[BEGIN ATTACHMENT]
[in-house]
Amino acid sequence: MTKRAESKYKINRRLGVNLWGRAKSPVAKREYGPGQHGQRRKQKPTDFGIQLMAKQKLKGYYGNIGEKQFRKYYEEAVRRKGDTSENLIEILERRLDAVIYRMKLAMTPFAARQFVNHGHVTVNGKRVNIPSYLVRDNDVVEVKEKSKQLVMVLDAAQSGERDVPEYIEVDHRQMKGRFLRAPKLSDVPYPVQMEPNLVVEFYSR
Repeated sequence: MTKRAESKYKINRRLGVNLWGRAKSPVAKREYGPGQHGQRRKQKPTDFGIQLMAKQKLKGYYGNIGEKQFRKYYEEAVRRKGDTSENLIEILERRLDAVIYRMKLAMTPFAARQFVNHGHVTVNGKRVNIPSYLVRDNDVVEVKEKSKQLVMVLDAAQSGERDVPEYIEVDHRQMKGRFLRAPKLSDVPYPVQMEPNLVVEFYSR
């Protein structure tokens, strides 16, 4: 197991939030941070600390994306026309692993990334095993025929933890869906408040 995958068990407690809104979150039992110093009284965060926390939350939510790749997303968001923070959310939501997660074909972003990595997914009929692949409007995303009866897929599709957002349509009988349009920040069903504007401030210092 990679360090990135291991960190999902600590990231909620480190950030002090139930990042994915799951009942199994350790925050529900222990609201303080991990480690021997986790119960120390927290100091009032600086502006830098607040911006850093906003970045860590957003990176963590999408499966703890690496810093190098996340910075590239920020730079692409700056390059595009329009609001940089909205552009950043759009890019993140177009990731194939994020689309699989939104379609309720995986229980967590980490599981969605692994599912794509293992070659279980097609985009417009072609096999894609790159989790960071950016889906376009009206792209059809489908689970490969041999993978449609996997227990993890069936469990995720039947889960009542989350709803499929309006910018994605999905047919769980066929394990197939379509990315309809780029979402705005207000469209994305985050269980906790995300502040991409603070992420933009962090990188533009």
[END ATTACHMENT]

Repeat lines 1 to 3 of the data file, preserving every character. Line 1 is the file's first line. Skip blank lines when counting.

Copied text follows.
[in-house]
Amino acid sequence: MTKRAESKYKINRRLGVNLWGRAKSPVAKREYGPGQHGQRRKQKPTDFGIQLMAKQKLKGYYGNIGEKQFRKYYEEAVRRKGDTSENLIEILERRLDAVIYRMKLAMTPFAARQFVNHGHVTVNGKRVNIPSYLVRDNDVVEVKEKSKQLVMVLDAAQSGERDVPEYIEVDHRQMKGRFLRAPKLSDVPYPVQMEPNLVVEFYSR
Repeated sequence: MTKRAESKYKINRRLGVNLWGRAKSPVAKREYGPGQHGQRRKQKPTDFGIQLMAKQKLKGYYGNIGEKQFRKYYEEAVRRKGDTSENLIEILERRLDAVIYRMKLAMTPFAARQFVNHGHVTVNGKRVNIPSYLVRDNDVVEVKEKSKQLVMVLDAAQSGERDVPEYIEVDHRQMKGRFLRAPKLSDVPYPVQMEPNLVVEFYSR